The philosophy is that each mistake, accident or unfortunate event has a valuable lesson attached to it. We also believe that even simple coincidences or freak accidents, where no fault can be laid upon the mountaineer, can be studied. Perhaps in reading about one of these such accidents, other climbers may decide to avoid that mountain or take extra precautions when attempting to climb it. Additionally, most of us that climb mountains do so with the knowledge that it is dangerous and that accidents can and will occur. The only thing we can do to mitigate that risk is to educate ourselves, learn from others, and prepare as much as possible. The hope is that this continued work is a small means to that end.
According to the The Denver Channel, Martin perished while descending Windom Peak during a rain and hail storm. Windom Peak is certainly one of Colorado's more rugged 14ers. His body was recovered after he died trying to climb 20 peaks in Colorado over three weeks. Pigeon and his climbing partner Marcoux Yves, made ascents of the three Chicago Basin 14ers and were descending Windom Peak when thunderstorms moved into the area, with hail and lightning. The two became separated on the descent and Pigeon was not in camp when Yves reached it. Yves returned and looked for Pigeon, finding his body at the base of a cliff at 13,300 feet. Officials estimate Pigeon fell about 230 feet.
Martin's death was caused by falling during his descent of Windom Peak. It would seem that weather played a factor in his death. This particular death rang true for me, personally, as I encounted similar weather during the start of my ascent of Windom Peak in 2011 and decided to turn back and re-climb it the following day. Just like Martin, I had summited Eolus and Sunlight prior to Windom and ran out of time. The weather in Chicago Basin can form quite quickly, faster than other parts of Colorado in my experience.
According to the Denver Post, Clinton perished while traversing from the summit of Mount Evans to the summit of Mount Bierstadt on the infamous Sawtooth Ridge; and, according to my research, was the second mountaineering victim of 2012. According to the Alpine Search and Rescue Team, it is believed that Clinton summitted Mt Bierstadt around 10:00am and called his wife from the summit. A second call from Clinton to his wife was made around 12:45 from the summit of Mount Evans but did not go through. It is believed that Clinton was returning to the summit of Mt Bierstadt later that afternoon. From the National Weather Service it is understood that a severe thunderstorm occurred in the area on Tuesday afternoon.
Clinton's death was caused by falling during his traverse across The Sawtooth. Death on this route is not uncommon, especially early in the season or during inclement weather. In fact, a similar death occured in 2011 on the same ridge. It is not known if weather played a factor in Clinton's death; however, it cannot be ruled out and could serve as a reminder to other climbers wishing to traverse via the Sawtooth to keep an eye on the weather before committing to the traverse.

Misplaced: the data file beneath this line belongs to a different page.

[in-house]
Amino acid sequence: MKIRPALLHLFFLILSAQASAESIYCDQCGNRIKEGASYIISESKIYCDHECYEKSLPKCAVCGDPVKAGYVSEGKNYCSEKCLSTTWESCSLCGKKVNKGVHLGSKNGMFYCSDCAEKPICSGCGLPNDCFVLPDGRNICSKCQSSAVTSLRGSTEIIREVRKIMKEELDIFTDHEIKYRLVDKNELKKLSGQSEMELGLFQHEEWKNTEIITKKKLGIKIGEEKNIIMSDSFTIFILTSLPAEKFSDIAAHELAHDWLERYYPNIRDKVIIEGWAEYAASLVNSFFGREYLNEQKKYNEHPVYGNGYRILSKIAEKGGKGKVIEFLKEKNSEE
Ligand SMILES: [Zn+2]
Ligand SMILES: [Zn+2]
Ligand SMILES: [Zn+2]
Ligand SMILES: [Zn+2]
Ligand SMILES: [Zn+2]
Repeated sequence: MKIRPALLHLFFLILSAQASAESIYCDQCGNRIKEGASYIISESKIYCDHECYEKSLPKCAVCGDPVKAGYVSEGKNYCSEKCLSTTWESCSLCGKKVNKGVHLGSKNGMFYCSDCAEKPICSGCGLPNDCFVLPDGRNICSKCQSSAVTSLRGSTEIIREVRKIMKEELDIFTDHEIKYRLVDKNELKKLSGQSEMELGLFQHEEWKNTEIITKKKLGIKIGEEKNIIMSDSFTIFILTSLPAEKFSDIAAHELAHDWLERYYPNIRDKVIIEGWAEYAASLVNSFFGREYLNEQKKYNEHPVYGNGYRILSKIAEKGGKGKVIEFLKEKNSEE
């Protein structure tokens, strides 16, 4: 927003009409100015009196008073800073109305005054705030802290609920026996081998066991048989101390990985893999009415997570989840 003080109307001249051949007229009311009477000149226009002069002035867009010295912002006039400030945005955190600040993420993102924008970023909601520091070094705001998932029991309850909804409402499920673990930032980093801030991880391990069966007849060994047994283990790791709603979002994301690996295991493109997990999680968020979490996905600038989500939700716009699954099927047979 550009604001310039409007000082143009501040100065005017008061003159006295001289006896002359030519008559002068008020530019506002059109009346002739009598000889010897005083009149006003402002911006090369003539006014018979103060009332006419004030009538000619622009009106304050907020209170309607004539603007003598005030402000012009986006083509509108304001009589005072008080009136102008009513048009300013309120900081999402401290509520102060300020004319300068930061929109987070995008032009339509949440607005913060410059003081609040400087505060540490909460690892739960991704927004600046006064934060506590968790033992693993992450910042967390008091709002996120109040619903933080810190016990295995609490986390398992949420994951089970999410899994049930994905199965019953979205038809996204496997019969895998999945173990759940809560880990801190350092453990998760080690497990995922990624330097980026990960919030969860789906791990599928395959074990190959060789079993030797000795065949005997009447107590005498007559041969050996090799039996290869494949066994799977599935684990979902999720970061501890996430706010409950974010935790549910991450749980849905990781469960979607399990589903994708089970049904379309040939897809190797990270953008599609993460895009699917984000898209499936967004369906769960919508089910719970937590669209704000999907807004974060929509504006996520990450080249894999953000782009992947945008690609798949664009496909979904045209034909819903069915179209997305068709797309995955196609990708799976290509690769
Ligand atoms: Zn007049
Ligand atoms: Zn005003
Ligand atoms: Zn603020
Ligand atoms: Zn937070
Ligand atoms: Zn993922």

According to the Denver Post, Philip perished while descending Andrew's Glacier in Rocky Mountain National Park and, according to my research, was the third mountaineering victim of 2012. It is still unknown, as far as I can tell, what the nature of the accident was.
Gahn's death was caused by a fall into rocks below the glacier; however, no information is available as to what caused the fall itself.
According to Aspen Daily News, New York resident and paramedic Lenny Joyner, 31, was found dead between 11,000 and 12,000 feet on the north aspect of North Maroon Peak. He apparently had fallen about 500 feet into a scree field on his descent from the more than 14,000-foot peak. He had been missing for several days, when he posted online that he had summited South Maroon Peak at 10:06 a.m. on 7/19/12. He successfully made it across to North Maroon, according to 14ers.com, where another climber took a photo of Joyner’s registry entry at the peak. After Lenny's death, 14ers.com member, "Rock-A-Fella," retreived the summit register and sent it to the New York Fire Department where Lenny worked. It is believed that the summit register hangs there to this day.
Lenny's death was caused by a fall. This is a very common occurrence on the Maroon Bells. Indeed, the Maroon Bells have seen several fatalities in the short amount of time I have been keep tracking of deaths in Colorado, and are famously two of the most dangerous mountains in Colorado. This particular story hit home for me, as I was just learning about it as I was preparing to leave on my own adventure to climb South Maroon and Pyramid just six days after his death. In Lenny's case, he ascended Maroon Peak, traversed to North Maroon, and then descended the wrong gully and fell. The only other thing that can be said about the Maroon Bells here, which most people should already know, is that they are incredibly loose and dangerous. Take caution as accidents there are common.